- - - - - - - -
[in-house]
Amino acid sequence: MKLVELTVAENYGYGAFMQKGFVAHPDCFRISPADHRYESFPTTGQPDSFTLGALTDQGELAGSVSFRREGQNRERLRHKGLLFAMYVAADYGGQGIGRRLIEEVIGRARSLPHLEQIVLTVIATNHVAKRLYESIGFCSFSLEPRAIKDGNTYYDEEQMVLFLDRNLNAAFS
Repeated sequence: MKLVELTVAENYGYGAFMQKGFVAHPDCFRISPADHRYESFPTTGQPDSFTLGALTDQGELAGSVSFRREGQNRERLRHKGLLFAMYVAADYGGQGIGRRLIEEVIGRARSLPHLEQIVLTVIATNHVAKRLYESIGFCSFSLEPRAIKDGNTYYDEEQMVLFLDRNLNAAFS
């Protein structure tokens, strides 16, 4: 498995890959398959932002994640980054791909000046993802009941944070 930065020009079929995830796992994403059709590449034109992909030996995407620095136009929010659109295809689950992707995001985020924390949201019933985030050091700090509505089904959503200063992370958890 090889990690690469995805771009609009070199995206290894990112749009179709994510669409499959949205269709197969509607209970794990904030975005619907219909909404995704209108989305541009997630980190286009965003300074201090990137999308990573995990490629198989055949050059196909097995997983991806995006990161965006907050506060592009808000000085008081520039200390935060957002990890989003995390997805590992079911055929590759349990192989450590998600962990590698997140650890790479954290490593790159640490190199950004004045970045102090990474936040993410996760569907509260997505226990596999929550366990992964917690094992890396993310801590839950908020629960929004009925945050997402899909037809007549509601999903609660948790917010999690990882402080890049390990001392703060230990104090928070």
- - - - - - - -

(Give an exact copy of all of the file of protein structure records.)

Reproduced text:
[in-house]
Amino acid sequence: MKLVELTVAENYGYGAFMQKGFVAHPDCFRISPADHRYESFPTTGQPDSFTLGALTDQGELAGSVSFRREGQNRERLRHKGLLFAMYVAADYGGQGIGRRLIEEVIGRARSLPHLEQIVLTVIATNHVAKRLYESIGFCSFSLEPRAIKDGNTYYDEEQMVLFLDRNLNAAFS
Repeated sequence: MKLVELTVAENYGYGAFMQKGFVAHPDCFRISPADHRYESFPTTGQPDSFTLGALTDQGELAGSVSFRREGQNRERLRHKGLLFAMYVAADYGGQGIGRRLIEEVIGRARSLPHLEQIVLTVIATNHVAKRLYESIGFCSFSLEPRAIKDGNTYYDEEQMVLFLDRNLNAAFS
């Protein structure tokens, strides 16, 4: 498995890959398959932002994640980054791909000046993802009941944070 930065020009079929995830796992994403059709590449034109992909030996995407620095136009929010659109295809689950992707995001985020924390949201019933985030050091700090509505089904959503200063992370958890 090889990690690469995805771009609009070199995206290894990112749009179709994510669409499959949205269709197969509607209970794990904030975005619907219909909404995704209108989305541009997630980190286009965003300074201090990137999308990573995990490629198989055949050059196909097995997983991806995006990161965006907050506060592009808000000085008081520039200390935060957002990890989003995390997805590992079911055929590759349990192989450590998600962990590698997140650890790479954290490593790159640490190199950004004045970045102090990474936040993410996760569907509260997505226990596999929550366990992964917690094992890396993310801590839950908020629960929004009925945050997402899909037809007549509601999903609660948790917010999690990882402080890049390990001392703060230990104090928070």